Tsukudani is the umbrella term for seafood, meat, seaweed, or vegetables that have been simmered in soy sauce and mirin. First invented during the Edo period, the tsukudani cooking method uses salt and sugar to preserve ingredients, transforming them into a storable side dish. Accordingly, konbu tsukudani is made from kelp that has been simmered in a salty, sweet, and umami sauce.As it reintroduces flavor to boiled ingredients and prevents food waste at the same time, preparing tsukudani is a popular way to reuse ingredients that are leftover from making dashi stock.
In our recipe, we use konbu from the producer Nagaike Konbu located in Osaka prefecture. Nagaike Konbu sources their kelp from the northernmost prefecture of Hokkaido, where mineral-rich, ice-cold water flowing down from Siberia provides a nutrient-dense environment for some of the world’s best konbu to grow. They use native, not farm-raised, ma-konbu (“true kelp”) given its high quality, refined flavor, and deep aroma.
To make konbu tsukudani, simply cut boiled konbu into thin, bite-sized strips. Then, simmer it in a mixture of soy sauce, mirin, and vinegar until well coated. The konbu will absorb the flavors of the sauce and take on a tender texture. Once plated, sprinkle katsuoboshi (bonito flakes) on top as a garnish.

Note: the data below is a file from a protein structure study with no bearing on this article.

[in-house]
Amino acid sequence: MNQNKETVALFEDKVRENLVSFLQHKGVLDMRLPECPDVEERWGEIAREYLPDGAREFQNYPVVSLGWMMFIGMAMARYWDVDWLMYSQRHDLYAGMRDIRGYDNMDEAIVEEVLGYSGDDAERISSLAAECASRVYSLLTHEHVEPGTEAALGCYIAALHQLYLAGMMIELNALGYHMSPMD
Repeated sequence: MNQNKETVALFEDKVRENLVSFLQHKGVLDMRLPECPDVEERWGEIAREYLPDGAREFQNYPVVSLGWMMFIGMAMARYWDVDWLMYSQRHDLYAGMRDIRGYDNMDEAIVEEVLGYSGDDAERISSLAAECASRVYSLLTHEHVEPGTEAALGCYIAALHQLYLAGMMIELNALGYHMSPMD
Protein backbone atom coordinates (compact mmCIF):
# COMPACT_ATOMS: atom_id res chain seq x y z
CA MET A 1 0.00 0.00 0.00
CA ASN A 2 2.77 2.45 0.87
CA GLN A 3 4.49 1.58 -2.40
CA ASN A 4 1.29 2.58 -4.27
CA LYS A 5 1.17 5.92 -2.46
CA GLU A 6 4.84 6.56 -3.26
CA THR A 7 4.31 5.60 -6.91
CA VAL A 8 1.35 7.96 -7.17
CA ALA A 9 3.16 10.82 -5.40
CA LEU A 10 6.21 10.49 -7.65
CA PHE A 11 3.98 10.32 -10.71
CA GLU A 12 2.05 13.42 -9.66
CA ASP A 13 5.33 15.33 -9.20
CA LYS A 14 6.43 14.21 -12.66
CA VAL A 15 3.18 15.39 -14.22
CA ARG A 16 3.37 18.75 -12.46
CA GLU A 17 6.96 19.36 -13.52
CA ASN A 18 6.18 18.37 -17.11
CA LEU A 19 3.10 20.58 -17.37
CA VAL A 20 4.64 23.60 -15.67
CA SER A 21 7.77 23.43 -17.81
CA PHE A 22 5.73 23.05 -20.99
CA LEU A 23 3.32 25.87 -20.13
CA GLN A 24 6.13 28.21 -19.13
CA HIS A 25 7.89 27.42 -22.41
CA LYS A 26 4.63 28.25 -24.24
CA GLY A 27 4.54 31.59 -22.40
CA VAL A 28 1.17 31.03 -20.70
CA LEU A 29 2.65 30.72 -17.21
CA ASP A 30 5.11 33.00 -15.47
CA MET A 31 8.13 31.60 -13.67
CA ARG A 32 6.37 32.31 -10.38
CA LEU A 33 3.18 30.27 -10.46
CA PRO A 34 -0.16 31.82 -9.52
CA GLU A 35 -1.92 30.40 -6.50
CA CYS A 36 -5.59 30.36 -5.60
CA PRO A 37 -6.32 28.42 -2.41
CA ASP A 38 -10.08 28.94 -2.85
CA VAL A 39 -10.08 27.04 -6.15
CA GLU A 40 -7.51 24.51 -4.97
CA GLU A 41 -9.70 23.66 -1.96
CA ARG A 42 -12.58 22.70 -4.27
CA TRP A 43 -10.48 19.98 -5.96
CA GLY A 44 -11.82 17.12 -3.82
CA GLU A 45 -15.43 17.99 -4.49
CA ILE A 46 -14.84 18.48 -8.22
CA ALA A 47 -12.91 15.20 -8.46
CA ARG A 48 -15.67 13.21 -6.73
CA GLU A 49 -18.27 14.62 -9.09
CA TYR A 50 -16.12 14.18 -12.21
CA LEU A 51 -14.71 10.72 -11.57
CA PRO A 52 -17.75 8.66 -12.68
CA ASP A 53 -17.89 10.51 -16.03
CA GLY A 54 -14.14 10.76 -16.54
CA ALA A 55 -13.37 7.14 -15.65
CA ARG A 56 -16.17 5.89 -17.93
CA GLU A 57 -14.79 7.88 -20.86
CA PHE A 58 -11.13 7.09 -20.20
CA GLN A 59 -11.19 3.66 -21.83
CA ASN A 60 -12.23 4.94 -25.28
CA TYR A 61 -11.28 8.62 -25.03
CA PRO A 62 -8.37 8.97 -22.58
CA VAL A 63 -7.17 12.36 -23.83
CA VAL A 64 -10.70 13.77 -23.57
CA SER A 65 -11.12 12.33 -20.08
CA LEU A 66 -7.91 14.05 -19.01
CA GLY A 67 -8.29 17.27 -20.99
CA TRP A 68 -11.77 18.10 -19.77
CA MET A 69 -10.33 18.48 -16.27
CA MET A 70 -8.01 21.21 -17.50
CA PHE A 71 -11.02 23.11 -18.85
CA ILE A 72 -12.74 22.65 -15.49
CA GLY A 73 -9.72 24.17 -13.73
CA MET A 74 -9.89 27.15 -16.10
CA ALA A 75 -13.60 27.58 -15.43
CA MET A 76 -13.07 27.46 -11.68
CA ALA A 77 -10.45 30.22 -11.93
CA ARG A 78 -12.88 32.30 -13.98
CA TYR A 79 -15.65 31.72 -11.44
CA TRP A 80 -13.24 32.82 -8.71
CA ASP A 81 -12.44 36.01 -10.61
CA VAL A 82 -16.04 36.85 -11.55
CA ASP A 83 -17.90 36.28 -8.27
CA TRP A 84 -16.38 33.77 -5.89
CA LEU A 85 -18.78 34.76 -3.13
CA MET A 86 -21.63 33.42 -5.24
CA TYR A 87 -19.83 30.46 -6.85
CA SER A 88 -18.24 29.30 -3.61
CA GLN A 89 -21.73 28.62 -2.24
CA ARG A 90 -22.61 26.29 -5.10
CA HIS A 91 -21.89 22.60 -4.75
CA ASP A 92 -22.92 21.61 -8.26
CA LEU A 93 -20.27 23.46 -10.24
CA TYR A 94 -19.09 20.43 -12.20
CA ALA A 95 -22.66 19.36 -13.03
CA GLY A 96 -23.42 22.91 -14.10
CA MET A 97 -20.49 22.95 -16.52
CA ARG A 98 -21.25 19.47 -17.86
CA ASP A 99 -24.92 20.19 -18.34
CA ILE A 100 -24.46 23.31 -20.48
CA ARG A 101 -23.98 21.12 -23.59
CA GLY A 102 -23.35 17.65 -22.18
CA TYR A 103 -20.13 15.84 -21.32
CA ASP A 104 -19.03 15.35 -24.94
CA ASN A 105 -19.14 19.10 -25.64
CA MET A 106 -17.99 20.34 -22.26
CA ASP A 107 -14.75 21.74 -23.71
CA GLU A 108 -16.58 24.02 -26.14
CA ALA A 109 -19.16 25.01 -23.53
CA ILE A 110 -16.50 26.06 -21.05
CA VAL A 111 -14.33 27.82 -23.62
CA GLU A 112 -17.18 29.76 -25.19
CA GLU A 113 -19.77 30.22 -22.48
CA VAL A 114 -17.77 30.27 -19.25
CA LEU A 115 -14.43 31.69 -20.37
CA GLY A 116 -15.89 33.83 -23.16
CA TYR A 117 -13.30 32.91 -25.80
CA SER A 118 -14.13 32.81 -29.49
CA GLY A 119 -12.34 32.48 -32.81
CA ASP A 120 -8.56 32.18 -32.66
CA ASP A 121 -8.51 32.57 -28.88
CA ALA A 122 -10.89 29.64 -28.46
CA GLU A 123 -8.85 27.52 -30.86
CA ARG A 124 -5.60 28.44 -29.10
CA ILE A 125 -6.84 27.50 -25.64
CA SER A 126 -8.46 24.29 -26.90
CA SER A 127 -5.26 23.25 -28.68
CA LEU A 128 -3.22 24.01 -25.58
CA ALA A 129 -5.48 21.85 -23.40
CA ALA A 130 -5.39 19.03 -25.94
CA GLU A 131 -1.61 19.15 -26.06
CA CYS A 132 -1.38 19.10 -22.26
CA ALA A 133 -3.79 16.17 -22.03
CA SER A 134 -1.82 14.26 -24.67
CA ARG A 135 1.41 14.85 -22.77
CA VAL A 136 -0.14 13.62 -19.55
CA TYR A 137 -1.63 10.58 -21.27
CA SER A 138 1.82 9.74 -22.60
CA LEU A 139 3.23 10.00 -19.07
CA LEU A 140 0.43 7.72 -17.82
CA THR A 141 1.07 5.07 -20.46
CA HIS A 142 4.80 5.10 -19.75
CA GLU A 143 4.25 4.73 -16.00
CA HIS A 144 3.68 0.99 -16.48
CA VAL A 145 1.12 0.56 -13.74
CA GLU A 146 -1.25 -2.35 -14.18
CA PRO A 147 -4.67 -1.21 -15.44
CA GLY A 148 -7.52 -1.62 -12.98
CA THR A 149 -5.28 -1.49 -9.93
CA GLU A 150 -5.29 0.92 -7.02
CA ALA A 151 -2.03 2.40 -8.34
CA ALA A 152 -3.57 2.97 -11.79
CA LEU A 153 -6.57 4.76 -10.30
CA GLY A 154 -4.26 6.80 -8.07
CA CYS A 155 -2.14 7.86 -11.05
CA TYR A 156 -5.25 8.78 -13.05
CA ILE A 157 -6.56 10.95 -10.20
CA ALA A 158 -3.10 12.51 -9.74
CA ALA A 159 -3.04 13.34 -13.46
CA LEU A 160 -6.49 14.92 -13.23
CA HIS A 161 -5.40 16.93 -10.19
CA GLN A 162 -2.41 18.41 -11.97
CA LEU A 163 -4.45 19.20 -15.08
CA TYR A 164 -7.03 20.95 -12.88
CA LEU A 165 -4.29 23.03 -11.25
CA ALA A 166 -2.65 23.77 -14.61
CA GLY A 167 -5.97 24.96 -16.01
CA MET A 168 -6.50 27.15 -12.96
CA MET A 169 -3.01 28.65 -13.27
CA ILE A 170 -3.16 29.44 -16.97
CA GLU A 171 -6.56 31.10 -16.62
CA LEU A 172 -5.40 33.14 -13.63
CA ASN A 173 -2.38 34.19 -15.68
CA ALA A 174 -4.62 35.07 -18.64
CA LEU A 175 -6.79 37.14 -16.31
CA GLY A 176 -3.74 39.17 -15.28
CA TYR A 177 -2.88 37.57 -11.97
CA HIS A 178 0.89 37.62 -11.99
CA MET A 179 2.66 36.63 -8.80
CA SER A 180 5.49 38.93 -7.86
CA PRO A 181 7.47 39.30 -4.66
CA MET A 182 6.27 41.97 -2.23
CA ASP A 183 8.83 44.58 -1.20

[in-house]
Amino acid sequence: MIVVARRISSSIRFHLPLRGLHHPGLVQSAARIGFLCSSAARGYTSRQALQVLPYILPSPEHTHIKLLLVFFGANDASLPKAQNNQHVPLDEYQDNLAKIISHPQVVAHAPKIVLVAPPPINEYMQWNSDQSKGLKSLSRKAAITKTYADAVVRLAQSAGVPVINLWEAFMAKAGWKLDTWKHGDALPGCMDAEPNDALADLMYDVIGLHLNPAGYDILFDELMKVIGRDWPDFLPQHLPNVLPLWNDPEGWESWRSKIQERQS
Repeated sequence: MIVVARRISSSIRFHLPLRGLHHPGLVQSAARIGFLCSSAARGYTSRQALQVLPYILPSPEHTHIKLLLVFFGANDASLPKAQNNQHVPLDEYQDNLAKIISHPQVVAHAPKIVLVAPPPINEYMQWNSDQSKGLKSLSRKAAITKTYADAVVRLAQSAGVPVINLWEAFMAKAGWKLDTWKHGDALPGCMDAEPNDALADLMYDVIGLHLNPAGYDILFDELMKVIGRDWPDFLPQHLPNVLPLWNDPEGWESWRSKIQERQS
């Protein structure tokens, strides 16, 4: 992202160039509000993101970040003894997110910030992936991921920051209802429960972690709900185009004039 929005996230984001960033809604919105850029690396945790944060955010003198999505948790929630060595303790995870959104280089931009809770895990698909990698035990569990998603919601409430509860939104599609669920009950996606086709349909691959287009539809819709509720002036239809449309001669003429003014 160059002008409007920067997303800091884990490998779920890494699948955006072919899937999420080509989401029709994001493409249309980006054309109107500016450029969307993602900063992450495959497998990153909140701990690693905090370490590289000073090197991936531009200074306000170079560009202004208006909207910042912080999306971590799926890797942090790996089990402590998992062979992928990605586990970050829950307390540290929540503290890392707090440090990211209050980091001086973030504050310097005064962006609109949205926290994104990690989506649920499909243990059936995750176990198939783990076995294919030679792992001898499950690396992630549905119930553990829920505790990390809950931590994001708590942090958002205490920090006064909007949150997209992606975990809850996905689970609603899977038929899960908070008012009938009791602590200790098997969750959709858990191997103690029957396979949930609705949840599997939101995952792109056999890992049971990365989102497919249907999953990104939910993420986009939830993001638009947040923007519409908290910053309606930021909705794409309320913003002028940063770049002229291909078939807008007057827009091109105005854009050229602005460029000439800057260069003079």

Konbu tsukudani can be enjoyed hot, or refrigerated and served chilled at a later time. Try serving it as a topping for steamed rice, as a side dish for teishoku (set meal), or simply on its own.
- 35g leftover konbu from making dashi
- 1½ tbsp soy sauce
- 1½ tbsp mirin
- 2 tsp vinegar
- Pinch of katsuobushi
- Cut the kombu into thin 1-3cm strips.
- Quickly fry in a pan on medium heat with soy sauce, mirin and vinegar. When coated, add the katsuobushi.
- Store in the fridge and serve as is or with rice.
Introduction courtesy of Britney Budiman
Britney Budiman (@booritney) is a writer, minimalist, aspiring effective altruist, and runner-in-progress with a penchant for saying “yes.” Previously, she has worked in Cambodia at a traditional arts NGO, in Brazil as a social sciences researcher, and in San Francisco at a housing start-up. She currently lives in the countryside of Kagoshima, Japan, where she teaches English. Her favorite thing in the world is good conversation.